Want a quick video explainer of how income inequality & wealth inequality keep getting worse? Here you go.

From Partners

In DC tomorrow morning? Head on over to the Brookings Institute for this discussion, “Modernizing labor laws in the gig economy.”

Is your social media safe from Lockheed Martin?

Reputation, reputation, reputation

Is your social media safe from Lockheed Martin’s infosec division? Not if you’re organizing against Wal-Mart

Sharing, Solidarity & Sustainability

Microcredit was once touted as the solution to global poverty. What went wrong?

My own hometown gets a shout out from the Grassroots Economic Organizing website, with a look at #solidaritycities: Philadelphia. (pro-tip, folks, it’s the City of Brotherly Love and Sisterly Affection).

Everytime I think we’ve reached peak sharing economy, I am proved wrong.

Organizing Theory

The Kasich campaign (no, really) is pioneering a new kind of mapping social relationships between voters.

How Seattle is enforcing all those spiffy new employment laws they’ve been passing.

What’s Going on in the Workforce

The CEO of GrubHub breaks down what makes for a successful food delivery service—and what doesn’t. And a bike delivery driver in SF has some insight into what app developers don’t always think about (hills, anyone?).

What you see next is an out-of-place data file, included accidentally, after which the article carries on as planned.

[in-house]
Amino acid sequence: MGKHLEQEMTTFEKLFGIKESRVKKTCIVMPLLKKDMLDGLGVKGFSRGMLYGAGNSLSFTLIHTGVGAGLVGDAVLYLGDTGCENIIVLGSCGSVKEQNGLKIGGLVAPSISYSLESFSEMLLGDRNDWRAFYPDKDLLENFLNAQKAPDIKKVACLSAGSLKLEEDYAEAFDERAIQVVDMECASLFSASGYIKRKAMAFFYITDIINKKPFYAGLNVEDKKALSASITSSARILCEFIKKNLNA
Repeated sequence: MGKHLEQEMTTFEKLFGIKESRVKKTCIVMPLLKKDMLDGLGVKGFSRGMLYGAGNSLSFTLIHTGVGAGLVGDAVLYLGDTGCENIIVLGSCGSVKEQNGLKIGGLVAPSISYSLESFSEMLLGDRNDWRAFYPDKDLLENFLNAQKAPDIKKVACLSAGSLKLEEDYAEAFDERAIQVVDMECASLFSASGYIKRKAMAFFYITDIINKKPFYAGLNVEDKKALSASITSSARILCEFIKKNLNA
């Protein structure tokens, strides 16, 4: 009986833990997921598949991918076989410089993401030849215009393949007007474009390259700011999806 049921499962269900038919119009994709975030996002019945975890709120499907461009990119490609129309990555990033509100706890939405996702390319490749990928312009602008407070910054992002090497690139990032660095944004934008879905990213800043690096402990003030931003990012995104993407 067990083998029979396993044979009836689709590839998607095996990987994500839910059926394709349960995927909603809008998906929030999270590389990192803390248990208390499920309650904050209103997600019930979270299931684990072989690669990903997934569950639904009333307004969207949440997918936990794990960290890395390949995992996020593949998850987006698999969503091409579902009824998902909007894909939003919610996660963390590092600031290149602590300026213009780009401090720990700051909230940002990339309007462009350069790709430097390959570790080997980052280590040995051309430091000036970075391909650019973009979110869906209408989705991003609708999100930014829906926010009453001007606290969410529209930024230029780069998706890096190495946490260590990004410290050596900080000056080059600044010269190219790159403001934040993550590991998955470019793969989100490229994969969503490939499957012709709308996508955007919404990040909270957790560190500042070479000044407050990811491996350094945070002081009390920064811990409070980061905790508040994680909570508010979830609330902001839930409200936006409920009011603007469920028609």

Penn State is working on a new technology to write textbooks with robots. Perhaps my daughter’s copy of An American Pageant will have a cyborg on the cover in the next generation?

Uber continues to lower the bar for acceptable corporate behavior—now they’re partnering with predatory lenders to “help” drivers buy cars. They’re also, of course, managing via algorithm. But it’s not all bad—they’re now supporting driver retraining, for when their fleet is fully autonomous. Oh, what the hell, let’s just turn this into an all-Uber newsletter. Here’s the Data & Society Research Institute’s paper where they interviewed Uber drivers, and participated in the many, many ridesharing driver forums.